Have you ever seen that movie where a bunch of high school kids act like they're starring in Miller's Crossing and then they do bad things to each other?  This is like that only it's like a spaghetti western and there's a demon at the end.  Also, I'm starting to get the idea this movie isn't going to be very...diverse.  Semi-hit.

Grim Grinning Ghost
A young woman leaves her mom's paranormal party, drives home, listens to some Barbeau and then gets stalked by a ghost that was talked about at the party.  Features some cool shadowy stuff, but mostly just a miss.

Ding Dong
Here's a fucked up little gem directed by Lucky Mckee (hey, I've heard of him).  Jack and Bobbi (Bobbi with an i, so female) are home last halloween.  Jack is pretty meek.  They sit around lamenting that they can't have children of their own.  Jack dresses their dog up like Gretel.  Bobbi rages.  Cut to next Halloween (i.e., tonight).  This time, Jack is dressed up like Hansel.  There's a great montage of Jack and Bobbi handing out candy to kids (with Bobbi dressed as the witch).  Bobbi scares the kids by pulling Gretel's pig tail out of her mouth with piece of scalp attached.  Then we get oven stuff.  Hit.

This Means War
This one does a good job of illustrating the generation gap between Boomer horror and 80-90s metal influenced horror.  We got the old guy who uses quaint, spooky sets (skeleton, cauldrons, etc) and the young guy across the street decked out with leather and ordering all the gory shit from eBay.  Eventually, this one escalates to all out brawl.  Short (they're all short!), fun, and turn that fucking music down, punk.  I'm with old guy.  Side-al hit.

Friday the 31st
At this point, I started checking my watch.  I was enjoying it enough but, damn, too many shorts.  I was missing the character development and set piece build up that 20 minutes would allow.  These were all set pieces, no build up.  Here's take on slasher villains that felt vaguely original. Girl gets stalked and slashed by a Jason Voorhees looking motherfucker.  Alien lands after the slashing, gets squished by poor man's Jason (so, Victor Crowley), then squished alien possesses the dead girl, Evil Dead style.  Tables are turned and now Jason is running for his life.  Anyway, some sweet and terrible practical effects.  Then the UFO flies through the sky in the next episode (I feel like all this connective tissue stuff was added in post production).  Moderate hit.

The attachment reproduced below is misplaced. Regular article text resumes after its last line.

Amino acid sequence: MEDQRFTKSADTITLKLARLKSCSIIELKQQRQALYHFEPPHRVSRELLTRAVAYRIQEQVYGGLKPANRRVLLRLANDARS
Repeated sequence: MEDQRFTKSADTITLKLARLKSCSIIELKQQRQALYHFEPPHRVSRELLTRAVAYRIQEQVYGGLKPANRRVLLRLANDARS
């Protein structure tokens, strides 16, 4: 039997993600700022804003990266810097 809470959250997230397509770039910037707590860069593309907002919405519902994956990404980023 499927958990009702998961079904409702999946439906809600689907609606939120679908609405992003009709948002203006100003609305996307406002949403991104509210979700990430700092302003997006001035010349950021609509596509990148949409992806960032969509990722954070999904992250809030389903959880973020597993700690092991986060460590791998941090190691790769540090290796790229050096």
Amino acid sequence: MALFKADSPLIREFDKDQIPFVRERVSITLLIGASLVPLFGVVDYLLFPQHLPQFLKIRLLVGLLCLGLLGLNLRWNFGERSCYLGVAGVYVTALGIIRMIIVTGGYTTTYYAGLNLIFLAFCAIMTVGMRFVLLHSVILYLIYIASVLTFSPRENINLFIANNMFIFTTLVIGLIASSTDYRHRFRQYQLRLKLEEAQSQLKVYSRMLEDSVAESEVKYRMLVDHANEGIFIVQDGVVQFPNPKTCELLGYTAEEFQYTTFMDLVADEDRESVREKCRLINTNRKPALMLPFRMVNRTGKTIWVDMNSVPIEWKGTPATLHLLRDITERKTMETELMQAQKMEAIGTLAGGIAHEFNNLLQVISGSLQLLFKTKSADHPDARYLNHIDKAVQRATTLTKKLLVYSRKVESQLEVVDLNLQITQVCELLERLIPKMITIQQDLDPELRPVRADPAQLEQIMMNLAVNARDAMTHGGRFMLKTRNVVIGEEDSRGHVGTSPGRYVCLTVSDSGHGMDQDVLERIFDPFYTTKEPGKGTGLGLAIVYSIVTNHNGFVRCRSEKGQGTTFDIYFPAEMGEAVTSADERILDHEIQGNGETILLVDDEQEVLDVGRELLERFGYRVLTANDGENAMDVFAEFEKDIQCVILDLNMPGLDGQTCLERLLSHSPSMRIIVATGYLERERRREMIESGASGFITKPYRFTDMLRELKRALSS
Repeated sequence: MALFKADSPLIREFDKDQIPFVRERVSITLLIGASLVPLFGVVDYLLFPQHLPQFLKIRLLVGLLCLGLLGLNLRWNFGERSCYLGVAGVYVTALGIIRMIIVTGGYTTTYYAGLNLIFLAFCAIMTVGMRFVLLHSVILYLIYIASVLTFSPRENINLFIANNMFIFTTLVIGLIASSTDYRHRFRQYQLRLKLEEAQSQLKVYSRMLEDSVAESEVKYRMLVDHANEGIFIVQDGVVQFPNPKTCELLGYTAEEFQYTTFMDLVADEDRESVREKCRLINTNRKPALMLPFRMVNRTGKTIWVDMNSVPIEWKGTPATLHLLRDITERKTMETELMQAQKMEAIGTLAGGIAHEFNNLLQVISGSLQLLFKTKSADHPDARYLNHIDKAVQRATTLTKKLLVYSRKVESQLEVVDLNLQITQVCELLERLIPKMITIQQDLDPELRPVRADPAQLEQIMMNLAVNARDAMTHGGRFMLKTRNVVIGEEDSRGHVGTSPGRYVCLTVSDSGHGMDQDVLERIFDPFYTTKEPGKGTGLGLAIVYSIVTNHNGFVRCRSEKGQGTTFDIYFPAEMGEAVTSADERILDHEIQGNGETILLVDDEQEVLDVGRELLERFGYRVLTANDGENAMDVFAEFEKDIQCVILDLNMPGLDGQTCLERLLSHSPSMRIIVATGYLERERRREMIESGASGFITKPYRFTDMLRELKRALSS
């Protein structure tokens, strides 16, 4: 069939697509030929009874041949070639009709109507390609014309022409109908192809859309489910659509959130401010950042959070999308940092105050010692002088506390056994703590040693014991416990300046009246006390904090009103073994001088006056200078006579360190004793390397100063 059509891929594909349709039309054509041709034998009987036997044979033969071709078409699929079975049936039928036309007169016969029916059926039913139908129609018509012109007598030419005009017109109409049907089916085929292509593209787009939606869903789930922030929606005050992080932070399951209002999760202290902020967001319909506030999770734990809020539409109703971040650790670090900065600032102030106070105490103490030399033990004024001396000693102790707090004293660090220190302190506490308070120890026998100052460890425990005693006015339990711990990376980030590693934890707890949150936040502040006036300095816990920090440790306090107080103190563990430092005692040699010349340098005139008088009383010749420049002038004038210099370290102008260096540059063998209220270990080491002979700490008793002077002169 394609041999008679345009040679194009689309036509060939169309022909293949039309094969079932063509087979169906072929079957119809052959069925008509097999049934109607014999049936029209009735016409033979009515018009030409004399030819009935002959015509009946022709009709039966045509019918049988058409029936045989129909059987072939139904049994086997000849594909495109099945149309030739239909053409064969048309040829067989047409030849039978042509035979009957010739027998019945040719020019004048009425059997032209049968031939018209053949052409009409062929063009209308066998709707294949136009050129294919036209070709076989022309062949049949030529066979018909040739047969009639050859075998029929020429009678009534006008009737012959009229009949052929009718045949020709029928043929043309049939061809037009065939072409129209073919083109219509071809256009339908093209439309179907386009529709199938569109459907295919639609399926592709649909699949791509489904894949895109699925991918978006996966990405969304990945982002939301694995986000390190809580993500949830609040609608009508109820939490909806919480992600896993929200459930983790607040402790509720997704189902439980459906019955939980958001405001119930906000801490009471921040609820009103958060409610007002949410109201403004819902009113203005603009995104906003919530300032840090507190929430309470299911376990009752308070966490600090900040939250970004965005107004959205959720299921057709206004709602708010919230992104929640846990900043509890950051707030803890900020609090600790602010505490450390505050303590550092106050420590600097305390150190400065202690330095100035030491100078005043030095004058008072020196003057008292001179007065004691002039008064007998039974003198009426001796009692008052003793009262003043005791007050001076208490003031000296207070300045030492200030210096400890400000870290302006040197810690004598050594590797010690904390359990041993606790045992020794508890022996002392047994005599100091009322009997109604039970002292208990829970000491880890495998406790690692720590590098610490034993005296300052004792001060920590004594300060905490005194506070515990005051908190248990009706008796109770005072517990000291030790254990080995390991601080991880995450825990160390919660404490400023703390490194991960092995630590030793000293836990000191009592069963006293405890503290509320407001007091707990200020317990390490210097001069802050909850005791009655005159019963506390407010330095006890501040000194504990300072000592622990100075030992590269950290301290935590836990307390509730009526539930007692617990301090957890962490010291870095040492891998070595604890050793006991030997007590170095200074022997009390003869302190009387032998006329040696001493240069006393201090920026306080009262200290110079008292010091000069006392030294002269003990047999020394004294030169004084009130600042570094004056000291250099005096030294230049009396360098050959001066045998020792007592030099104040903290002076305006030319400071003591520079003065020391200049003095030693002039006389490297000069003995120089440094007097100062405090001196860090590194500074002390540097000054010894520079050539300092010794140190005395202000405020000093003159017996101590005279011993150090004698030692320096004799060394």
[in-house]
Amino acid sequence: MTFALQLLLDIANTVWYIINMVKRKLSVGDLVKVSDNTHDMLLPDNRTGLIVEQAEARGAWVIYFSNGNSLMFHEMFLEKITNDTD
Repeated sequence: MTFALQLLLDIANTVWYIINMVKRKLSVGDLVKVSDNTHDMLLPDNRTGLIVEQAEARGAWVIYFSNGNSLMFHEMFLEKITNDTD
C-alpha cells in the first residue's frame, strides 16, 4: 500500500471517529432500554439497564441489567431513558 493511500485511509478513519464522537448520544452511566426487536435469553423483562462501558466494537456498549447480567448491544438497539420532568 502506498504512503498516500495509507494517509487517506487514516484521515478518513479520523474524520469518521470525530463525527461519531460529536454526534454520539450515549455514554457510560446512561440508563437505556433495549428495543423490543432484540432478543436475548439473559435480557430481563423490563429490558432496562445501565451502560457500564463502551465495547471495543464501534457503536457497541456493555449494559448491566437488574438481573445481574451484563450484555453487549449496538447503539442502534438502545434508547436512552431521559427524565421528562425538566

The Ransom of Rusty Rex 
Here's the Ryan Schifrin episode.  I think Leonard Maltin was in it?  Or was that John Landis?  Anyway, a couple of kidnappers get more than they bargained for when they attempt to ransom Landis-Maltin's weird son-thing.  It was sorta funny, I guess.  I'm starting to think I should have written about the one or two stories I really liked.  Moderate miss.

Bad Seed (Neil Marshall)
Neil Marshall (Dog Soldiers, The Descent, some Game of Thrones episodes) directs the last story about a pumpkin that eats people and the cop on its trail.  No idea how this pumpkin becomes sentient or grows teeth or gains an appetite for human flesh.  A 9 minute run time doesn't really allow you the opportunity to develop this stuff.  Anyway, we got lots of cop movie cliches (including getting dressed down by the captain) plus the pumpkin moves like a crite.  It was fine, ends with some X-Files type conspiracy stuff and then Barbeau chimes in with "the witching hour is over".  I might be done with anthologies for a while.  Side-al hit?  S-hit?